BY SARAH MAISEL WITH CRAIG CHEE | FROM THE WINTER 2022 ISSUE OF UKULELE
With so much information out there, it is easy to become overwhelmed when you are trying to make the leap from beginner to intermediate player. There are many distractions along your journey, but as long as you can stay focused and keep your goals in mind, making the jump is possible! In this three-part series of lessons, Craig and I will give you insight into how we help our students make the leap—first, discussing goals and notation in this issue; in subsequent issues we’ll move on to scales and warm-up exercises, and end with chord transitions and positions.
Let’s Talk About Goals
I cannot stress this enough. Take the time to really think about what you’d like out of your musical journey and where you would like to be in one month, three months, six months, etc. If you can give yourself just one goal, you have something to work toward. It can be easy to plateau as you find yourself playing the same old things, so taking the time to re-evaluate yourself and your goals is a great way to ensure that
plateau isn’t longer than necessary. Remember, setting a goal doesn’t need to be some large, lofty idea such as “I want to learn all music theory.” It can be simple: “I want to have cleaner hammer-ons and pull-offs,” or, “I want to learn X song by the end of the month.” Giving yourself a goal to look forward to can help you choose what to practice, or what to request from your instructor.
Here are a few examples of goals, and how to work toward them. The hope is to give you inspiration for your goals and a few suggestions of how you might achieve them.
Play with a Cleaner Tone
If your instrument can be amplified, use an amp while wearing headphones. You will hear all the nuances of your playing, including the muffled/bad notes. This really forces you to hear everything.
Spend time focusing on how you pick and strum. You can try using different fingers to see what tone you prefer, or even shaping your nails slightly. Is it best to use the flesh of your finger instead of nail, or a mix? These are different thoughts to consider as you intently listen to your own playing.
As you focus on the picking and/or strumming, also look at your hand position. Is it relaxed enough? Do you need to brace?
Also look at your hand position while fretting. Are you as being as accurate as possible on the strings? Are you accidentally bending notes by pressing too hard?
Learn to Memorize Scale Patterns
Memorize each string on its own and spend time focusing on each. Perhaps even say the names of the notes (or fret numbers) out loud throughout the day.
Work on the full scale, forward and backward, making sure each note is as smooth as possible. What fingers can you leave down while other notes are being played to allow them to ring for as long and as smoothly as possible?
Work with a metronome once you feel confident with your scale pattern. Metronomes are wonderful tools that should not be fought. If you really hate the metronome, try using a drum machine. There are free apps for your phone or you can purchase one.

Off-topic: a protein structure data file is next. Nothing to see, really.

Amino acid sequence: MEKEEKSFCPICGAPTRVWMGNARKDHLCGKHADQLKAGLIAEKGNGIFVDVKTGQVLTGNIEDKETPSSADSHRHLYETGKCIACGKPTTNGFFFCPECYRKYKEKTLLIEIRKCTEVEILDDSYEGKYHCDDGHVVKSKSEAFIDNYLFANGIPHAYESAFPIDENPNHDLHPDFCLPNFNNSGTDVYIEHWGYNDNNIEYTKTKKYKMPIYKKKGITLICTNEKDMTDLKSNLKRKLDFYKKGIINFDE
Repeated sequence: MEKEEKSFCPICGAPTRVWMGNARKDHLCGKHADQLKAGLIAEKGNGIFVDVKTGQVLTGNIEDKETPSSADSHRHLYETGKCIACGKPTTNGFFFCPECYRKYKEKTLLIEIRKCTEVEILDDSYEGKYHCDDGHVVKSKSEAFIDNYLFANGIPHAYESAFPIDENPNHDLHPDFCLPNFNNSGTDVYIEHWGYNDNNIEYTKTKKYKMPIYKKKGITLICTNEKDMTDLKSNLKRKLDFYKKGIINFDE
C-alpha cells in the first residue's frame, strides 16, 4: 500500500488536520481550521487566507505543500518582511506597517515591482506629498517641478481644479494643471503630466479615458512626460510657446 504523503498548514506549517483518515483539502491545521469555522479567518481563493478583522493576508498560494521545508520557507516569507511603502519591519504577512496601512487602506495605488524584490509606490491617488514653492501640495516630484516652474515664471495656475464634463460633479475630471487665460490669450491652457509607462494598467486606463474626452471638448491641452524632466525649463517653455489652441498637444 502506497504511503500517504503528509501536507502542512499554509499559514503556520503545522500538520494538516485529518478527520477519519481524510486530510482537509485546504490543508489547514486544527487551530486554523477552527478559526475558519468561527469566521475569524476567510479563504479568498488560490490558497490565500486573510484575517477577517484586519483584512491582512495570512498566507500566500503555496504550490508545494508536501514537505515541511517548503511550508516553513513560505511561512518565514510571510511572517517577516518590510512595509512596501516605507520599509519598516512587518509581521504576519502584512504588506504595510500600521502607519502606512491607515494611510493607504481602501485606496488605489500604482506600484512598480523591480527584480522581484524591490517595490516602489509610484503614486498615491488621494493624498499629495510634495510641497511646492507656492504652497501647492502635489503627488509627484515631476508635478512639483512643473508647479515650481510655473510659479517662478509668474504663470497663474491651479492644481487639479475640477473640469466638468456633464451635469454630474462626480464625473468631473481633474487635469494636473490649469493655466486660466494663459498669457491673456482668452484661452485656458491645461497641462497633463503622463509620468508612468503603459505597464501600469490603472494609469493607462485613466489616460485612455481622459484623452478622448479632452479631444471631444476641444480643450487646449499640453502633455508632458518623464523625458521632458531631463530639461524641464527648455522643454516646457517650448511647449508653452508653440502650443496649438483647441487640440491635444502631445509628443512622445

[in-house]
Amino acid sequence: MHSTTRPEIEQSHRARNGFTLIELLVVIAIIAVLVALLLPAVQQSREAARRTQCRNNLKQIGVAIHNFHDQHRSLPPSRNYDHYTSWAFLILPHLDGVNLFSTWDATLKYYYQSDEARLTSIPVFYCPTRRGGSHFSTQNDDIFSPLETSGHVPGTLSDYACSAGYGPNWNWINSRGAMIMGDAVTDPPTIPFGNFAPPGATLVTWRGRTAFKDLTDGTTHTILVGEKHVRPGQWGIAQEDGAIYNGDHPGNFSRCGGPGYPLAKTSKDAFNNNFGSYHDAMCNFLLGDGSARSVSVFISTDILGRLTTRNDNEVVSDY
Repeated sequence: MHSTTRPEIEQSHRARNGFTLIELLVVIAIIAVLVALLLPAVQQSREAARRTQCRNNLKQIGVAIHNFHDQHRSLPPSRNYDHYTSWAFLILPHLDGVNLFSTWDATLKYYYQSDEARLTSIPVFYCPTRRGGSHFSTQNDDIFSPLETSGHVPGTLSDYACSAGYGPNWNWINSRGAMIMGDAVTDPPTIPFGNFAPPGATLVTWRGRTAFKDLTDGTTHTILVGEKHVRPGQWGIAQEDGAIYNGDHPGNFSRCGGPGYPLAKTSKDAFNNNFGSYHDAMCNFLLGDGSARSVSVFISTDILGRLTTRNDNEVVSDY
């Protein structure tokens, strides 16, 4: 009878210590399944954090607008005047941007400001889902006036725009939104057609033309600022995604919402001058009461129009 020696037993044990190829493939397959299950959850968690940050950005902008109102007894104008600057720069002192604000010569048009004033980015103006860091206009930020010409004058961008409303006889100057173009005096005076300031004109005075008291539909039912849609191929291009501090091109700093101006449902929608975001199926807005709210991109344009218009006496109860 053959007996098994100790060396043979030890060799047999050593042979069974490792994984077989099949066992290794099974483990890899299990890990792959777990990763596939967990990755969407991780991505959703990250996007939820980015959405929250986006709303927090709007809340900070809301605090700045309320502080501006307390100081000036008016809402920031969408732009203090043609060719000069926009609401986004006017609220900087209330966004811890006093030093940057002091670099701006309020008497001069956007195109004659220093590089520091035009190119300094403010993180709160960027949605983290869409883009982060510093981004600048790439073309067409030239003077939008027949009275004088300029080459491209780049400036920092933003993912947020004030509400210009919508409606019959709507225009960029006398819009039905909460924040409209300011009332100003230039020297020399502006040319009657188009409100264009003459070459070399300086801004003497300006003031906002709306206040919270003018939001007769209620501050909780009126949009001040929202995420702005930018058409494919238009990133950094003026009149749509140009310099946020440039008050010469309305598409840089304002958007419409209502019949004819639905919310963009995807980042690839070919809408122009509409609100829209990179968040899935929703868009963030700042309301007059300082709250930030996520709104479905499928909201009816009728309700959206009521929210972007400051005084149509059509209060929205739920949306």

Memorize a Song
Take some time to look at the chords within the song. Memorize the progression of each section. Notice how it may have an A section (verse) and B section (bridge or chorus), etc.
If you know some theory, you can analyze the song to help you with your memorization. If you aren’t there yet with theory, just spend time writing out the progressions for each section. Writing things down is always helpful.
Practice playing each section separately. Don’t try to sing along yet, just work on the chord progressions.
Start working on the strum pattern you wish to use; do this with just one chord at first. Then, if you feel confident with the chord progression, try to do the strum pattern for one section. The key is not having to think about the chords you are playing. Those should come to you (mostly) automatically, as you add in the strumming pattern.
Record yourself playing the full song with a metronome, but make sure you do not sing along. Once you’ve done this, listen to that recording and sing along. This will train your ear to hear when the changes should happen, and allow you time to memorize the lyrics separately. Use the recording to practice in the car as you run errands.
Put everything together. Because you worked on each part (fretting hand, strumming hand, and singing) separately, putting them together will be much easier than if you just forged ahead and tried to do them all at once.
Some of these steps may seem like a lot, but these ideas are laid out to give you the steps to reach that memorization goal.
Memorize Certain Chord Shapes
I used to practice chord melody-style scales going up and down the neck to learn a variety of chord shapes. We will go into greater depth about this goal in a later issue. In the meantime, however . . .
Write out chord patterns daily. Again, writing out chord diagrams is a great way of memorizing the shapes. With writing them out, make sure to play them as well. Playing songs you know and love in different positions on your instrument is a great way to attain this goal. If you do this, work one chord per week into the song until you can play the whole song in another place.
Nail Hammer-Ons and Pull-Offs
Scales are a wonderful way of practicing these; hammer-ons going up the scale, and pull-offs for coming down. You can also use chords, but this can be trickier in the beginning.
Really focus on your fretting hand position and watch that you are truly on the center of the string, and not slightly to the side. This will affect your tone (see earlier goal example).